The special effects are really bottom of the barrell toybox theft, with crappy miniatures and stock footage of military manouvering around because the producer eventually ran out of toy tanks, but did have a tiny toy cow for the actor in the suit to pass by, and a mini-handglider with a toy man in it, the latter being guided by a visible string.

By comparison, the creepy ass marionette used the corean chief of state’s wife to entertain the children in a couple sequences looks way better, more believable, and you’re actually supposed to see the strings there!

While you can’t see the actor’s skin peek from under the mask (you can see the actor’s shirt under the suit through the holes in some shots) and suit as easily as you could in Konga, the gorilla suit is decidely worse looking, it really feels like it was bought – used – from a Hallowen dollar store. King Kong in King Kong VS Godzilla maybe have looked like simian roadkill, but it was funnier to look at, looked better and that movie was 14 years old by then. Just awful gorilla suit.

The only exception is the shark, as it’s clearly a real dead shark, it looks too real and this movie is too doman cheap to have a good looking fake shark made. And the “python”, a poor real snake that is launched at the camera, making it shake about for a second.

Why?

Because – as pointed out earlier – it was shot in 3D, and you can easily tell by many shots, be it a dude playing pool, burning arrows, or the “wire-guided rock” that ape throws at the army, one of the many moments when they just repeat the same identical sequences many times (often in a row).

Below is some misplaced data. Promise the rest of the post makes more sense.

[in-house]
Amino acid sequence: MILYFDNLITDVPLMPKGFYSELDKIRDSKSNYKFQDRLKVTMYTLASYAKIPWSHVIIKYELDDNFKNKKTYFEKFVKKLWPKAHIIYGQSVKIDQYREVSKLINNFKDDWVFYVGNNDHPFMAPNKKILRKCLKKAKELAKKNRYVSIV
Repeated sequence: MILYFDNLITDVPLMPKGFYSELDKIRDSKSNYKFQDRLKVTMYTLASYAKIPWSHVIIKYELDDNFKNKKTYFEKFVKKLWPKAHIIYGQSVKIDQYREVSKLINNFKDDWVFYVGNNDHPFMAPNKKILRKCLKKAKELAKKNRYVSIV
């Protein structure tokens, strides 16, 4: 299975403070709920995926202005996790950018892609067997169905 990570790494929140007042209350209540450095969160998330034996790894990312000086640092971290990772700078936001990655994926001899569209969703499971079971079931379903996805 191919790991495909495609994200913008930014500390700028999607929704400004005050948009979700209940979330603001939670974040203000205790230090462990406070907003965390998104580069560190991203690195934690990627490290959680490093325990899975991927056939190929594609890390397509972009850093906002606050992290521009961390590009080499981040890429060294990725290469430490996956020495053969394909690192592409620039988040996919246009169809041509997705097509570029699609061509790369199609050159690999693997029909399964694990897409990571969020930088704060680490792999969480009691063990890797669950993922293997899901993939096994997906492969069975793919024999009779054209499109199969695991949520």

This combo of incompetence and cheapness doesn’t end there, because you never see the ape interacts with any people, it never does, but there are some incredibly awful optical shots and crap matte paintings, so rejoice. Interiors and overall “misè-en-scene” is incredibly poor, with the classic “US Army general/colonel office” composed of a drab, flat looking room, just a couple of country flags in a school office desk, some shots of Hong Kong and a Garfield phone away from a Godfrey Ho joint.

No Z-movie would be complete without untintionally hilarious lines and some horrendous audio, and A*P*E* delivers big time on both. I’m not even referring to the infamously horrendous soundtrack, rightfully called by many one of the worst ever made for a film. No, i’m talking just audio balance, as there’s barely some, with some lines echoing, some barely audible, but rest assured, you can and will hear the annoying ass screams of Joanna Kerns (having her film debut here)… even whe she’s not on the screen, or no one looks to be screaming in some sequences.

The most memorable scene – and one that indeed works as a “single screenshot review” – is the giant ape looking at the camera and giving the middle finger to the audience.

Poignant cinema, indeed.

The movie could easily end right there and make as much sense, and it’s not like they even bothered to put an ending title, not even a “FIN”, just fades out, then credits on a garish red background. Quite fitting.